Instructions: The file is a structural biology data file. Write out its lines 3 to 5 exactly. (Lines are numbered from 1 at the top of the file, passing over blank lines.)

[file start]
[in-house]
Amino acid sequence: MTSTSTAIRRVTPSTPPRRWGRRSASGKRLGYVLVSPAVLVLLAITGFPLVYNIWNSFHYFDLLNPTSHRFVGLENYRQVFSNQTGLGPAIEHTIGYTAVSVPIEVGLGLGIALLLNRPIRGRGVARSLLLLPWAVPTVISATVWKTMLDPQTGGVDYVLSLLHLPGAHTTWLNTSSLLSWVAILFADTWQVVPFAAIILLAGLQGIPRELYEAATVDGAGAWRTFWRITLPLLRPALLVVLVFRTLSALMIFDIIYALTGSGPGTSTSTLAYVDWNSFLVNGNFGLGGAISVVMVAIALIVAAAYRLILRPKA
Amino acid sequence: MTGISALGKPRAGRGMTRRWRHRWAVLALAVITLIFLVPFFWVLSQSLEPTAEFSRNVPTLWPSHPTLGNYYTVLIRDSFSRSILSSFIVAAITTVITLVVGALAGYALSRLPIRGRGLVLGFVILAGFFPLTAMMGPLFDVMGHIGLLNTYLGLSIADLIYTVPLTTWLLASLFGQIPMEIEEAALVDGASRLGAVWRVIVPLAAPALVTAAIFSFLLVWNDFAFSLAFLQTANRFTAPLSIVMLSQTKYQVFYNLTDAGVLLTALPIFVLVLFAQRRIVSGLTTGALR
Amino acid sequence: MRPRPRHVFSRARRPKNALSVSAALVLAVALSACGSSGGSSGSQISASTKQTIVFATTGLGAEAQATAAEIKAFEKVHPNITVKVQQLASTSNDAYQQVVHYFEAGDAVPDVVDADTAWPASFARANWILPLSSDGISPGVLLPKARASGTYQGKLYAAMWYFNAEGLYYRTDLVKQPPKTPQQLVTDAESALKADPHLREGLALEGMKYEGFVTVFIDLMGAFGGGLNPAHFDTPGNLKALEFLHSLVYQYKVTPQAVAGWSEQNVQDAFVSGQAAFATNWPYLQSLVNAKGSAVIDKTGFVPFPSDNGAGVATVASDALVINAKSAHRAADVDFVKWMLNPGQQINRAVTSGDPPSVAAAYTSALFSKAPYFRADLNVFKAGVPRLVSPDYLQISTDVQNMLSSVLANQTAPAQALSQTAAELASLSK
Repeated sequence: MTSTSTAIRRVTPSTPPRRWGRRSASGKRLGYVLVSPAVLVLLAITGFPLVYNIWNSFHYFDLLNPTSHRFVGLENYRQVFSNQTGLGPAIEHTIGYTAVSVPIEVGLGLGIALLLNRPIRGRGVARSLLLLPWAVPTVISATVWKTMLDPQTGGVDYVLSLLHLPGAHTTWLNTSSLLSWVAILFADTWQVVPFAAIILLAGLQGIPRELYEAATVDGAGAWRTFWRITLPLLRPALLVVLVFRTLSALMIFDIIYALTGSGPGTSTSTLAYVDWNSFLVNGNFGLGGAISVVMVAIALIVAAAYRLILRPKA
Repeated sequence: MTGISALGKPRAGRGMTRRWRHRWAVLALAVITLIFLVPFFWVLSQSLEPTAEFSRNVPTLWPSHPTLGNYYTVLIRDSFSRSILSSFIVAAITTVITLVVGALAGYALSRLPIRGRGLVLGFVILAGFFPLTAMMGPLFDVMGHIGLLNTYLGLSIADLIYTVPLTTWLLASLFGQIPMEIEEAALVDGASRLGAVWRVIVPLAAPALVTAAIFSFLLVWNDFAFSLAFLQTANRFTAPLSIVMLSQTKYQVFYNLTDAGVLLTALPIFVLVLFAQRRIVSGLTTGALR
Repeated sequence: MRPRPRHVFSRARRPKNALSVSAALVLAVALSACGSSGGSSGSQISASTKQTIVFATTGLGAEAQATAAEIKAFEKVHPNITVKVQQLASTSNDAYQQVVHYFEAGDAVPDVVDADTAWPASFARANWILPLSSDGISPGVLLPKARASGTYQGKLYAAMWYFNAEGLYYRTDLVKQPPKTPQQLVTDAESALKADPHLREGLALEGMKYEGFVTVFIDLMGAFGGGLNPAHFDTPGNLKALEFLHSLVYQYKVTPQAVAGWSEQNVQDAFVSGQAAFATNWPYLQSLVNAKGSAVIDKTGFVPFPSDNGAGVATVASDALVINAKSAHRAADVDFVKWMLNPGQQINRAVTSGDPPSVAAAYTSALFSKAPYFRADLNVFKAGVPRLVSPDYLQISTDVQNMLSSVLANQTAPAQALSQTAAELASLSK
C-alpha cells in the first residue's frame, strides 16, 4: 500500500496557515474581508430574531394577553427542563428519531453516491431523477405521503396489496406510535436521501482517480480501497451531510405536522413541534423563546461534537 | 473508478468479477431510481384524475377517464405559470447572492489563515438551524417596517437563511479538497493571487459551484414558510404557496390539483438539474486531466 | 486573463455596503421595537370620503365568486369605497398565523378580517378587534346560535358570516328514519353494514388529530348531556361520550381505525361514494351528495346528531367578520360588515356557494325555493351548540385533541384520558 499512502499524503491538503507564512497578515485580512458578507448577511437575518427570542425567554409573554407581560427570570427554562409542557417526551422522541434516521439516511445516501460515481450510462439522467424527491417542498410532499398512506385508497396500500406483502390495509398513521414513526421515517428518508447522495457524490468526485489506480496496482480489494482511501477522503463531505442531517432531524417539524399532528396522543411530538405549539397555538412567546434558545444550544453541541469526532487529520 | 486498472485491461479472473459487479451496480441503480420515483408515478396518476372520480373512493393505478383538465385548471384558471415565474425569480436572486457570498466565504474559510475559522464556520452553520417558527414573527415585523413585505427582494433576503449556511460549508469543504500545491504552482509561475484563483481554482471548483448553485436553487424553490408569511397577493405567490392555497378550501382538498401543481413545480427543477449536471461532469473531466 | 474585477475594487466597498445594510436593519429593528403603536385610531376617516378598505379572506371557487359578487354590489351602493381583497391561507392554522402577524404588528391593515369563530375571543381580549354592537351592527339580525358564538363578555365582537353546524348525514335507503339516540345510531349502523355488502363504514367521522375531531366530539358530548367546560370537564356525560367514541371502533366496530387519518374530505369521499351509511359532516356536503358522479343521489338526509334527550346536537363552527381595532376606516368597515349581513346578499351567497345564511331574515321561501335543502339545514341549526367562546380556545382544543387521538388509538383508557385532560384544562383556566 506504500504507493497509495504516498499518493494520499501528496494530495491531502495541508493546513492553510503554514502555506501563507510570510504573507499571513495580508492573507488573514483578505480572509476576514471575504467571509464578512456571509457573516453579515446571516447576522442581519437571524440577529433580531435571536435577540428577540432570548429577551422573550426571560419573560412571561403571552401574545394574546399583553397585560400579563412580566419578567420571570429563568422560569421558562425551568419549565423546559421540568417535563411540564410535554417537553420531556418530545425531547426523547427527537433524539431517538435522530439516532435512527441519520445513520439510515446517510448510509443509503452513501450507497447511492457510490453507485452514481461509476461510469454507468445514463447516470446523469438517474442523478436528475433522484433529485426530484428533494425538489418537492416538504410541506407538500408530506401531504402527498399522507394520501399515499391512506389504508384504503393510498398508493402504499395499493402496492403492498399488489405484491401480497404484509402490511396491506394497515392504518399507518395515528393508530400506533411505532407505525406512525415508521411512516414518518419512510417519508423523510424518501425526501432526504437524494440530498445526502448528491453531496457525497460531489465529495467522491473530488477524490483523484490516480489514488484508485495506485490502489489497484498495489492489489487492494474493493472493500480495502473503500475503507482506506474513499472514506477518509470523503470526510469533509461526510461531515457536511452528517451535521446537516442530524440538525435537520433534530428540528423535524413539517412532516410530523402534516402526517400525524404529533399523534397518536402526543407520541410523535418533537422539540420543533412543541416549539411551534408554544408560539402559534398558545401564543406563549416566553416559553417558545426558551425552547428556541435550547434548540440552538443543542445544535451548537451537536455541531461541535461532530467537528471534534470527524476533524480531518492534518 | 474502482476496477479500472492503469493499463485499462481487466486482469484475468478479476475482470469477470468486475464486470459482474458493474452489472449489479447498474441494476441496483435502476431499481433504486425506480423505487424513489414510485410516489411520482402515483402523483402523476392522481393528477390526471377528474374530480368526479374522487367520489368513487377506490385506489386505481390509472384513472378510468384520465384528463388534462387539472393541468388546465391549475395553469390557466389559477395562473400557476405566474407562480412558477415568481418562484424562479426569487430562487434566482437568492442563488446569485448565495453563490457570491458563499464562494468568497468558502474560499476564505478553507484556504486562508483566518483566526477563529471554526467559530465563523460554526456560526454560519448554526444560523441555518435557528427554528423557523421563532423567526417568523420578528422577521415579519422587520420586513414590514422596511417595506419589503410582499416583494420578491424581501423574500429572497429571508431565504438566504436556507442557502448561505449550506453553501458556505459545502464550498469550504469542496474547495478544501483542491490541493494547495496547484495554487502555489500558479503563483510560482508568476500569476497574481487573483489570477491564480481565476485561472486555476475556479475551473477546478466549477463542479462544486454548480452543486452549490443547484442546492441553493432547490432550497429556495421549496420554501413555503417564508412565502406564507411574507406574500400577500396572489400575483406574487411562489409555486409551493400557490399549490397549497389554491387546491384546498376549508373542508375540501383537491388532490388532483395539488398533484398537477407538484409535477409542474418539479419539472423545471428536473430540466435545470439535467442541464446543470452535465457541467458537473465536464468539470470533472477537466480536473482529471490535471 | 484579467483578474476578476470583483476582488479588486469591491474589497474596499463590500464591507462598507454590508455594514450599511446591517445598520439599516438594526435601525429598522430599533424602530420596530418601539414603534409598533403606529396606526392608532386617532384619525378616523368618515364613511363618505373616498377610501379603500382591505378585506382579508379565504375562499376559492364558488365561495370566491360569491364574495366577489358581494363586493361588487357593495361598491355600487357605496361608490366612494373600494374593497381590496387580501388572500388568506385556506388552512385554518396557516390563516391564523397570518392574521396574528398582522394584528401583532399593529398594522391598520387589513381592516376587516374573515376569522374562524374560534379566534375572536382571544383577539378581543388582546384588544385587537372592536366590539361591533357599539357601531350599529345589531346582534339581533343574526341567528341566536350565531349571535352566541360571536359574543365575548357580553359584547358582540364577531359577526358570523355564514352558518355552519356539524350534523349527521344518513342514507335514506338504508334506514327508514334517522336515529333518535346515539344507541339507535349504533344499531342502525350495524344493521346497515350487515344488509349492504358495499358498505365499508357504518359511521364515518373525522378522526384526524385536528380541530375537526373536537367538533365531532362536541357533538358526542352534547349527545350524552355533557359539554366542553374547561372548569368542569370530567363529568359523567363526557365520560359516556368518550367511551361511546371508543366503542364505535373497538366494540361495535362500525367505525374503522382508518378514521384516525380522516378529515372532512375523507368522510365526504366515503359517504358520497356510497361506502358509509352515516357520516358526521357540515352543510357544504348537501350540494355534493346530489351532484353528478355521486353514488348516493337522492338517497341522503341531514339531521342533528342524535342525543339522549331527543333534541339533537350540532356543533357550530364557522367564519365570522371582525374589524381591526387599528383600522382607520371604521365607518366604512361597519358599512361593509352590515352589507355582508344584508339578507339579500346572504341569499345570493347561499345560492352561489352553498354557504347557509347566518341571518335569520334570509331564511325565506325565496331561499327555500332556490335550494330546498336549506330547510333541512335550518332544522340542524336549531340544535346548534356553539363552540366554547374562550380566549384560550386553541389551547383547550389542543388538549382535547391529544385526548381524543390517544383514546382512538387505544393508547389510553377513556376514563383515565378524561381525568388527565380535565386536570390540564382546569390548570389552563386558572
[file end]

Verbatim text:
Amino acid sequence: MTGISALGKPRAGRGMTRRWRHRWAVLALAVITLIFLVPFFWVLSQSLEPTAEFSRNVPTLWPSHPTLGNYYTVLIRDSFSRSILSSFIVAAITTVITLVVGALAGYALSRLPIRGRGLVLGFVILAGFFPLTAMMGPLFDVMGHIGLLNTYLGLSIADLIYTVPLTTWLLASLFGQIPMEIEEAALVDGASRLGAVWRVIVPLAAPALVTAAIFSFLLVWNDFAFSLAFLQTANRFTAPLSIVMLSQTKYQVFYNLTDAGVLLTALPIFVLVLFAQRRIVSGLTTGALR
Amino acid sequence: MRPRPRHVFSRARRPKNALSVSAALVLAVALSACGSSGGSSGSQISASTKQTIVFATTGLGAEAQATAAEIKAFEKVHPNITVKVQQLASTSNDAYQQVVHYFEAGDAVPDVVDADTAWPASFARANWILPLSSDGISPGVLLPKARASGTYQGKLYAAMWYFNAEGLYYRTDLVKQPPKTPQQLVTDAESALKADPHLREGLALEGMKYEGFVTVFIDLMGAFGGGLNPAHFDTPGNLKALEFLHSLVYQYKVTPQAVAGWSEQNVQDAFVSGQAAFATNWPYLQSLVNAKGSAVIDKTGFVPFPSDNGAGVATVASDALVINAKSAHRAADVDFVKWMLNPGQQINRAVTSGDPPSVAAAYTSALFSKAPYFRADLNVFKAGVPRLVSPDYLQISTDVQNMLSSVLANQTAPAQALSQTAAELASLSK
Repeated sequence: MTSTSTAIRRVTPSTPPRRWGRRSASGKRLGYVLVSPAVLVLLAITGFPLVYNIWNSFHYFDLLNPTSHRFVGLENYRQVFSNQTGLGPAIEHTIGYTAVSVPIEVGLGLGIALLLNRPIRGRGVARSLLLLPWAVPTVISATVWKTMLDPQTGGVDYVLSLLHLPGAHTTWLNTSSLLSWVAILFADTWQVVPFAAIILLAGLQGIPRELYEAATVDGAGAWRTFWRITLPLLRPALLVVLVFRTLSALMIFDIIYALTGSGPGTSTSTLAYVDWNSFLVNGNFGLGGAISVVMVAIALIVAAAYRLILRPKA